• One consequence from Paul’s belief in small government and sound money is that he was opposed to the government bail-outs of the banks. He has been a vocal critic of the current policy (supported by Dubya, Obama, Romney & Gringrich) where banks keep their profits, but taxpayers subsidise their loses. This is the reason you can see Ron Paul posters both at Tea Party rallies and also at Occupy Wall Street rallies, where people are protesting (in very different ways) against crony-capitalism.
  • Like most Republicans, Ron Paul is a committed christian, personally very conservative, and anti-abortion. But this doesn’t prevent his libertarian and constitutional positions on civil liberties. Paul opposes the “war on drugs” as an unconstitutional, failed, massively expensive, and intrusive violation of civil liberties and State rights. He also rejects the idea that the federal government should define marriage. On both issues Paul allows that US States should be allowed to make their own laws, and he insists that the federal government should have no role. This makes him the second most progressive candidate running for President (behind Gary Johnson who openly campaigns on marijuana legalisation and gay marriage, but more progressive that Obama).

People who have never heard of “libertarians” (or “classical liberals”) are sometimes confused by the above list of policies. How can somebody want to cut tax and legalise drugs? How can somebody fight against government money manipulation and also be against war? How can somebody be against hand-outs for the poor and also against hand-outs for the rich? Of course, the consistent thread through all of Ron Paul’s policies is that the government should get out of the way, and leave people to interact with each other however we like, so long as it is voluntary. This is a philosophy with a long and strong tradition going back to the dawn of the enlightenment, but it has little popular or media support in the western world today.

Despite occasional rhetoric to the contrary, the last century has seen the western world steadily move towards more tax and spending, more bureaucracy, more regulation, more nanny-state rules, more police-state controls, and generally a much bigger and more intrusive government. The classical liberal ideas of “free markets, peace and civil liberties” are now so alien to our political discussion that even a supposedly free-market commentator calls them “kooky”, and no Australian politician will stand up for the principles.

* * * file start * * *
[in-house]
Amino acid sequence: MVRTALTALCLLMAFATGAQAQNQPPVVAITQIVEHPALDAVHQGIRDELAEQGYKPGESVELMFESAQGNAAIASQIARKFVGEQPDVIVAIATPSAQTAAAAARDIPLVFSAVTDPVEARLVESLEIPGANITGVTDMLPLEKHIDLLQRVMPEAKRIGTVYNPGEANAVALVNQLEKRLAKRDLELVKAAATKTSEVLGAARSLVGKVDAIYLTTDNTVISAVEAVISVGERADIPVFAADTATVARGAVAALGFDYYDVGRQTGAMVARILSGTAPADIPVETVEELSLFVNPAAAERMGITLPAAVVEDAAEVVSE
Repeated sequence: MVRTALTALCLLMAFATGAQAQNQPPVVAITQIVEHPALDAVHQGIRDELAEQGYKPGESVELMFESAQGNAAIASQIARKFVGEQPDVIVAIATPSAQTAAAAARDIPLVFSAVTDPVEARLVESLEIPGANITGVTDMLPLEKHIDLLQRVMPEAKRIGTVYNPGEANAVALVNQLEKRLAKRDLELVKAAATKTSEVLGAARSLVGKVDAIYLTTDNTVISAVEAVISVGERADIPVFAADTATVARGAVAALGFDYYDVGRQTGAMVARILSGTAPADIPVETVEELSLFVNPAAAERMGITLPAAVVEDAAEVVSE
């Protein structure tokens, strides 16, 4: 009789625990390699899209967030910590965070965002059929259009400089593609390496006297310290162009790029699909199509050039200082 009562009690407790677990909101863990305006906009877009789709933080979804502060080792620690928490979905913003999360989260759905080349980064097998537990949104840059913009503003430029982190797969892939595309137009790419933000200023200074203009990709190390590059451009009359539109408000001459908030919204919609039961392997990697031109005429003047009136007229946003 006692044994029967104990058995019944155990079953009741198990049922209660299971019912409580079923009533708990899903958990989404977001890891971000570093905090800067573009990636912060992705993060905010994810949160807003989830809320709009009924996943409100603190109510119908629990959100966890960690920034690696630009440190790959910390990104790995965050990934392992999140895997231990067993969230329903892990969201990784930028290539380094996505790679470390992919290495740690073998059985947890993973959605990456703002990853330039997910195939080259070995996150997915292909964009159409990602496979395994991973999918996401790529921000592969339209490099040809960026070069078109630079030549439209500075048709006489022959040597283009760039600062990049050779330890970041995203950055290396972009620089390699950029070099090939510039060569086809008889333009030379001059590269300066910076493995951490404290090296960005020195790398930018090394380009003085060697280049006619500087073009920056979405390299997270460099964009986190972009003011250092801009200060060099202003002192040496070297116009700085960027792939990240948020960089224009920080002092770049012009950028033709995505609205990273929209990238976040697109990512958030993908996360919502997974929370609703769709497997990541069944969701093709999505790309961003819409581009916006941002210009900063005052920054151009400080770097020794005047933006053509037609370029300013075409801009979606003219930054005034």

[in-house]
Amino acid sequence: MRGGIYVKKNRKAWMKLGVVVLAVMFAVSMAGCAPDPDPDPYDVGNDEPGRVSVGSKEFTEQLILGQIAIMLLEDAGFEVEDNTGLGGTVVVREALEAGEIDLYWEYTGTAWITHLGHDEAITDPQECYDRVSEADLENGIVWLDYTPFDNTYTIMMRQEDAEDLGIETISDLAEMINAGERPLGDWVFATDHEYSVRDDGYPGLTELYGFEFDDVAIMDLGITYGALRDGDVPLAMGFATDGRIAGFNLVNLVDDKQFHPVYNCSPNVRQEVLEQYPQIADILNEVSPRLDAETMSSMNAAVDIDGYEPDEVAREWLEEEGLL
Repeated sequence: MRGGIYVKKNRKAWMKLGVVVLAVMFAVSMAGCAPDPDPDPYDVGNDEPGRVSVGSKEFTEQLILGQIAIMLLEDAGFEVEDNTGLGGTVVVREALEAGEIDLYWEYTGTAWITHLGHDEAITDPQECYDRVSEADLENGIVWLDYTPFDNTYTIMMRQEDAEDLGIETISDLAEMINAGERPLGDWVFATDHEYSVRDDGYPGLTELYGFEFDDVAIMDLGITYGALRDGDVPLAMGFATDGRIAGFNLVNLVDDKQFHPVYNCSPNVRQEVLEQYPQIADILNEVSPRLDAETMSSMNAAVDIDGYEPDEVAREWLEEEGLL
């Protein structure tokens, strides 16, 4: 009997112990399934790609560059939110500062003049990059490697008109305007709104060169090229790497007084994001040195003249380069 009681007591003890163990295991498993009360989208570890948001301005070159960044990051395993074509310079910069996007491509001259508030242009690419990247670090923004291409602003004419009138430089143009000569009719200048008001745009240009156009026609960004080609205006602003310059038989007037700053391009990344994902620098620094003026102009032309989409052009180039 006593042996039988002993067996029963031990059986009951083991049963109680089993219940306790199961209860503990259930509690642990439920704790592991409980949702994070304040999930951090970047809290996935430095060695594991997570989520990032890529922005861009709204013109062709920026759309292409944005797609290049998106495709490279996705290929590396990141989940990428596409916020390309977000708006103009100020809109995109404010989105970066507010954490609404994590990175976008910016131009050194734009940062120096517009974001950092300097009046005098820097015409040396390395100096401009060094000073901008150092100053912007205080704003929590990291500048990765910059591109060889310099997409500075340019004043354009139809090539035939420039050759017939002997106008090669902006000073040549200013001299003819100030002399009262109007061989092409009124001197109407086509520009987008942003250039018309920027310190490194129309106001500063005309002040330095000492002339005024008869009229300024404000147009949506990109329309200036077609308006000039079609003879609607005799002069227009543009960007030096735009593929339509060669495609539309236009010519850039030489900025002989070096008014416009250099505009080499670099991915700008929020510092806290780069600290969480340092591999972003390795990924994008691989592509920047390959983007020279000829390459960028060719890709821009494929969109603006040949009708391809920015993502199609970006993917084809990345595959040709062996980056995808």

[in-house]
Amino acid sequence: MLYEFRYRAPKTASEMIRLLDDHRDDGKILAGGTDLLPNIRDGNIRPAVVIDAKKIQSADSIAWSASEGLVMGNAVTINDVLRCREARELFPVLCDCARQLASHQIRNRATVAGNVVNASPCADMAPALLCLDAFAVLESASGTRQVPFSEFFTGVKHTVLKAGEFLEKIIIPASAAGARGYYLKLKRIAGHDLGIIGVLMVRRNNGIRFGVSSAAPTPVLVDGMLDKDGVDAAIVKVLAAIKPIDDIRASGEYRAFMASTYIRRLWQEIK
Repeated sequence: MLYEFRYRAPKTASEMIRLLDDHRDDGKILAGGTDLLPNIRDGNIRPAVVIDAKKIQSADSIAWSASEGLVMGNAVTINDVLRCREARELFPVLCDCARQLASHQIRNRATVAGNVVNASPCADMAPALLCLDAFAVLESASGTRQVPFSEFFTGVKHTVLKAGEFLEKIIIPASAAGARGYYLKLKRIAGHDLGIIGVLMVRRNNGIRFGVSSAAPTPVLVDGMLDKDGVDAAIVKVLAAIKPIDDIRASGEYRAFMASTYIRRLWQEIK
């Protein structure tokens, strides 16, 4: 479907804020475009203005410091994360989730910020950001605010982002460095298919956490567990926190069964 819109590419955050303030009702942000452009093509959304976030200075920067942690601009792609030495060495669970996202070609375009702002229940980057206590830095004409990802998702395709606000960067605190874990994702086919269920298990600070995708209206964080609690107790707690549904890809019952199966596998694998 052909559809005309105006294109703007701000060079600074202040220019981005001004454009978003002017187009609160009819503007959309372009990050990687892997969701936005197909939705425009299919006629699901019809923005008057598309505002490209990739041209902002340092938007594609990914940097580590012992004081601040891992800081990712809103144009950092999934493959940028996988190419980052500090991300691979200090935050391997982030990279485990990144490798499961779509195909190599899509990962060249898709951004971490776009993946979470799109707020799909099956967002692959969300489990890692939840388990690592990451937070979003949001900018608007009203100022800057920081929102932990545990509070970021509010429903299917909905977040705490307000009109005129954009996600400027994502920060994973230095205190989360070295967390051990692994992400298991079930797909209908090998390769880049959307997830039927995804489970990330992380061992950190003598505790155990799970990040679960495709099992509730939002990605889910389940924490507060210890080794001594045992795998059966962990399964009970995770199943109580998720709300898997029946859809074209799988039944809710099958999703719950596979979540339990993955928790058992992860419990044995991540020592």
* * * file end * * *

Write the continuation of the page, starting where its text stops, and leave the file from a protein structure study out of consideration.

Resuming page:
This is why the rise of Ron Paul is both important and newsworthy.

Even if Ron Paul does not win the nomination and go on to become the 45th President of the United States, he is changing the discussion, and that may be more important. There are now dozens of libertarians elected around the USA, including Ron’s son Senator Rand Paul. While not mainstream, the libertarian position is now part of the policy debate and people are paying attention. There is a growing, young, and passionate voting block out there who are changing the debate in the USA, and perhaps around the world. It’s about time the MSM started to pay attention.

  1. Sjholmes
    December 9, 2011 at 1:44 pm

    I enjoyed your article with some great links (especially the Keynes Hayek rap). It is interesting to watch how much global recognition Ron Paul is getting through the Internet and how US media tries to ignore him. Luckily he is waking up a lot of people all over the world. I had never heard of the Austrian School of Economics until I started to become interested in Ron Paul at the beginning of this year and it is opening up my mind in such a way that for the first time in years I have hope that we the people might find a peaceful way to push back the oppressive ways of big government.

  2. Tyson
    December 10, 2011 at 1:42 am

    Fyi: America has 900 plus bases, and he wants to close them all and end the budget-killing quest for empire.